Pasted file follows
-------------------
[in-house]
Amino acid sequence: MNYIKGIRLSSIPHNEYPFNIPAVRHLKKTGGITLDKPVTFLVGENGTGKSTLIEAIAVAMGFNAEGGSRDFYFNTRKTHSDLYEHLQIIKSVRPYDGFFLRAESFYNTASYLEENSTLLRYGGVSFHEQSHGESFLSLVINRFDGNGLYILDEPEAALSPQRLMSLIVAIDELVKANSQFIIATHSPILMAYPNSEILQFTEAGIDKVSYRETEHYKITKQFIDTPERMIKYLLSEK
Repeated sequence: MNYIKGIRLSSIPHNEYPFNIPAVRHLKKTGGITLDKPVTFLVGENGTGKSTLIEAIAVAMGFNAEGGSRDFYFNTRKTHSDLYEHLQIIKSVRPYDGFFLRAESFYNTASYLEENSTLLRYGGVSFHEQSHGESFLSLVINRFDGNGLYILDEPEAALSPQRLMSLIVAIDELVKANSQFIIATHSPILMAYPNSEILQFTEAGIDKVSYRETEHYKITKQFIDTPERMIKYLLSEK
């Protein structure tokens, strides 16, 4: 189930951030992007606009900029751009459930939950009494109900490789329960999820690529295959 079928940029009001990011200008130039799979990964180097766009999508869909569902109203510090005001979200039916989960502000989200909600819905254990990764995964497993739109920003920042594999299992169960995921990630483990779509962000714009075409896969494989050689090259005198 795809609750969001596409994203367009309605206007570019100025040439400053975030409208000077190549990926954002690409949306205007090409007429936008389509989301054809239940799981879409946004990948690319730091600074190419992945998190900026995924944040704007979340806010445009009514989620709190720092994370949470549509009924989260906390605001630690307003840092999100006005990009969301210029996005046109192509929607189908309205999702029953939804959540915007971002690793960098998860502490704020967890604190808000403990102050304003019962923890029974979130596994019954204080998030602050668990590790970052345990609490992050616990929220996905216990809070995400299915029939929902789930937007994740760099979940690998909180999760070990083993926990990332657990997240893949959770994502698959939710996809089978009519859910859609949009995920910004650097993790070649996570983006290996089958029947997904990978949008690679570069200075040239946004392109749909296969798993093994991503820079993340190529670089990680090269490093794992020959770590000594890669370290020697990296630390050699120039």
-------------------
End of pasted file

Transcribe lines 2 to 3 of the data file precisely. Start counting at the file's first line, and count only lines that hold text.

Amino acid sequence: MNYIKGIRLSSIPHNEYPFNIPAVRHLKKTGGITLDKPVTFLVGENGTGKSTLIEAIAVAMGFNAEGGSRDFYFNTRKTHSDLYEHLQIIKSVRPYDGFFLRAESFYNTASYLEENSTLLRYGGVSFHEQSHGESFLSLVINRFDGNGLYILDEPEAALSPQRLMSLIVAIDELVKANSQFIIATHSPILMAYPNSEILQFTEAGIDKVSYRETEHYKITKQFIDTPERMIKYLLSEK
Repeated sequence: MNYIKGIRLSSIPHNEYPFNIPAVRHLKKTGGITLDKPVTFLVGENGTGKSTLIEAIAVAMGFNAEGGSRDFYFNTRKTHSDLYEHLQIIKSVRPYDGFFLRAESFYNTASYLEENSTLLRYGGVSFHEQSHGESFLSLVINRFDGNGLYILDEPEAALSPQRLMSLIVAIDELVKANSQFIIATHSPILMAYPNSEILQFTEAGIDKVSYRETEHYKITKQFIDTPERMIKYLLSEK